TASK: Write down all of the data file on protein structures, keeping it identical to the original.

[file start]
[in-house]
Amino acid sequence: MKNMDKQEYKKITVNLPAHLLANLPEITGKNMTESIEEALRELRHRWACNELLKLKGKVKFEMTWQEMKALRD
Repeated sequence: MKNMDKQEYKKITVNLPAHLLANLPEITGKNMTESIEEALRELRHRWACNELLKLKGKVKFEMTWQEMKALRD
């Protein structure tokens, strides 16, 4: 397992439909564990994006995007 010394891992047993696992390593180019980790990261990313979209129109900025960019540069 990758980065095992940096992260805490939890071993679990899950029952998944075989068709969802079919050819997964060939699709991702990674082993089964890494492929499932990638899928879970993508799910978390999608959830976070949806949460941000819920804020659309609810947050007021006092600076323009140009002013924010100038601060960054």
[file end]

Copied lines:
[in-house]
Amino acid sequence: MKNMDKQEYKKITVNLPAHLLANLPEITGKNMTESIEEALRELRHRWACNELLKLKGKVKFEMTWQEMKALRD
Repeated sequence: MKNMDKQEYKKITVNLPAHLLANLPEITGKNMTESIEEALRELRHRWACNELLKLKGKVKFEMTWQEMKALRD
């Protein structure tokens, strides 16, 4: 397992439909564990994006995007 010394891992047993696992390593180019980790990261990313979209129109900025960019540069 990758980065095992940096992260805490939890071993679990899950029952998944075989068709969802079919050819997964060939699709991702990674082993089964890494492929499932990638899928879970993508799910978390999608959830976070949806949460941000819920804020659309609810947050007021006092600076323009140009002013924010100038601060960054």